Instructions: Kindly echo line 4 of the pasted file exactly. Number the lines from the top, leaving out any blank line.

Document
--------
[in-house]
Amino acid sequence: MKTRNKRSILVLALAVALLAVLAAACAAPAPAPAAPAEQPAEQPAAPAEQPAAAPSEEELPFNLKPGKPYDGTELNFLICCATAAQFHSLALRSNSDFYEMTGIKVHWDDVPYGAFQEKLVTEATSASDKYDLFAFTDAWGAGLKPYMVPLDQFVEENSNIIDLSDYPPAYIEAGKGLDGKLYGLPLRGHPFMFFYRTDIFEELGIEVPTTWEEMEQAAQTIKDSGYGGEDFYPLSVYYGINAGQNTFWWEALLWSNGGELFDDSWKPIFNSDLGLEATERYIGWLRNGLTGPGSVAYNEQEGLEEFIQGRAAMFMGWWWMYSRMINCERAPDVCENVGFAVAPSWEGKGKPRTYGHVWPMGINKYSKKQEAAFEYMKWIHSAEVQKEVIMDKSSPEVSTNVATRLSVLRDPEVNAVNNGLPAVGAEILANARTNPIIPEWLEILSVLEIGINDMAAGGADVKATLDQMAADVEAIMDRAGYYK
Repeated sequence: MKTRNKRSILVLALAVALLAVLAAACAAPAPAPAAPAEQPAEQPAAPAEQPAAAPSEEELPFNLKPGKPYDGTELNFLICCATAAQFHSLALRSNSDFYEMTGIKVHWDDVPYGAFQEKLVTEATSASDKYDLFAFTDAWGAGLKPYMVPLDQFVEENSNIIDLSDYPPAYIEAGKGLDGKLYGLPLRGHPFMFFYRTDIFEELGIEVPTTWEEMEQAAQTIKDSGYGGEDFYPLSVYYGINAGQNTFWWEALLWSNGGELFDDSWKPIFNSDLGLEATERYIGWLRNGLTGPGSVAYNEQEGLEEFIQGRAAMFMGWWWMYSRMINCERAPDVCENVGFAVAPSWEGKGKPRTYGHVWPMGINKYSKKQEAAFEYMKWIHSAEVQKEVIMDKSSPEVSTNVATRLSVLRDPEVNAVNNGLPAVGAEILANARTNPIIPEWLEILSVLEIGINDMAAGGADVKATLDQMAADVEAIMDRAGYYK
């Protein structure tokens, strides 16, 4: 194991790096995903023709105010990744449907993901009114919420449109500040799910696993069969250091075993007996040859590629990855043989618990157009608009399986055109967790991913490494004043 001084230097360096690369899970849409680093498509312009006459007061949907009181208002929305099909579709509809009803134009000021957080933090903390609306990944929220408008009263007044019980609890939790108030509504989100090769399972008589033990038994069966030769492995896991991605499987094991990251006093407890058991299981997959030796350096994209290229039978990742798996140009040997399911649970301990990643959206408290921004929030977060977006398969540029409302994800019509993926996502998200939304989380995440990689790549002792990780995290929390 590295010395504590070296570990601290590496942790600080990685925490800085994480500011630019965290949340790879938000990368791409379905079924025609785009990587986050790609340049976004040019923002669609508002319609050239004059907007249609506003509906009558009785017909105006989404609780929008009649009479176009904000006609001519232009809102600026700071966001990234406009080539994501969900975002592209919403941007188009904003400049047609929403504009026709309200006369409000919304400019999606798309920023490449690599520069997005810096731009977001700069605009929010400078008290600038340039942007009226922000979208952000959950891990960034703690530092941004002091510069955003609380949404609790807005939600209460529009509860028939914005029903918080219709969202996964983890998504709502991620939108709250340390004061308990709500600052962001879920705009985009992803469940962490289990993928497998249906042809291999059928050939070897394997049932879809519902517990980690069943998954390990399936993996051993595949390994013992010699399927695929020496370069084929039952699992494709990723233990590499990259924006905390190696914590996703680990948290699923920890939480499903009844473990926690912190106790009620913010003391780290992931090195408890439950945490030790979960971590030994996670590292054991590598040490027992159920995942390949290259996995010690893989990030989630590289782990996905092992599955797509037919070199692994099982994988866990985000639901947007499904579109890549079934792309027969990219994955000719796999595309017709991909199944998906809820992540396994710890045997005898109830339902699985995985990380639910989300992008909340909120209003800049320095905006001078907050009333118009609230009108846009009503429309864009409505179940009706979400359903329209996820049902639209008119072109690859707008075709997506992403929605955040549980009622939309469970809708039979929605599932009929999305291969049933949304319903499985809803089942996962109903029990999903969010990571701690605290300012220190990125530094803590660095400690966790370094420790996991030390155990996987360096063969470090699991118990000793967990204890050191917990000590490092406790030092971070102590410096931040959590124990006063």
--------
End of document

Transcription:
């Protein structure tokens, strides 16, 4: 194991790096995903023709105010990744449907993901009114919420449109500040799910696993069969250091075993007996040859590629990855043989618990157009608009399986055109967790991913490494004043 001084230097360096690369899970849409680093498509312009006459007061949907009181208002929305099909579709509809009803134009000021957080933090903390609306990944929220408008009263007044019980609890939790108030509504989100090769399972008589033990038994069966030769492995896991991605499987094991990251006093407890058991299981997959030796350096994209290229039978990742798996140009040997399911649970301990990643959206408290921004929030977060977006398969540029409302994800019509993926996502998200939304989380995440990689790549002792990780995290929390 590295010395504590070296570990601290590496942790600080990685925490800085994480500011630019965290949340790879938000990368791409379905079924025609785009990587986050790609340049976004040019923002669609508002319609050239004059907007249609506003509906009558009785017909105006989404609780929008009649009479176009904000006609001519232009809102600026700071966001990234406009080539994501969900975002592209919403941007188009904003400049047609929403504009026709309200006369409000919304400019999606798309920023490449690599520069997005810096731009977001700069605009929010400078008290600038340039942007009226922000979208952000959950891990960034703690530092941004002091510069955003609380949404609790807005939600209460529009509860028939914005029903918080219709969202996964983890998504709502991620939108709250340390004061308990709500600052962001879920705009985009992803469940962490289990993928497998249906042809291999059928050939070897394997049932879809519902517990980690069943998954390990399936993996051993595949390994013992010699399927695929020496370069084929039952699992494709990723233990590499990259924006905390190696914590996703680990948290699923920890939480499903009844473990926690912190106790009620913010003391780290992931090195408890439950945490030790979960971590030994996670590292054991590598040490027992159920995942390949290259996995010690893989990030989630590289782990996905092992599955797509037919070199692994099982994988866990985000639901947007499904579109890549079934792309027969990219994955000719796999595309017709991909199944998906809820992540396994710890045997005898109830339902699985995985990380639910989300992008909340909120209003800049320095905006001078907050009333118009609230009108846009009503429309864009409505179940009706979400359903329209996820049902639209008119072109690859707008075709997506992403929605955040549980009622939309469970809708039979929605599932009929999305291969049933949304319903499985809803089942996962109903029990999903969010990571701690605290300012220190990125530094803590660095400690966790370094420790996991030390155990996987360096063969470090699991118990000793967990204890050191917990000590490092406790030092971070102590410096931040959590124990006063």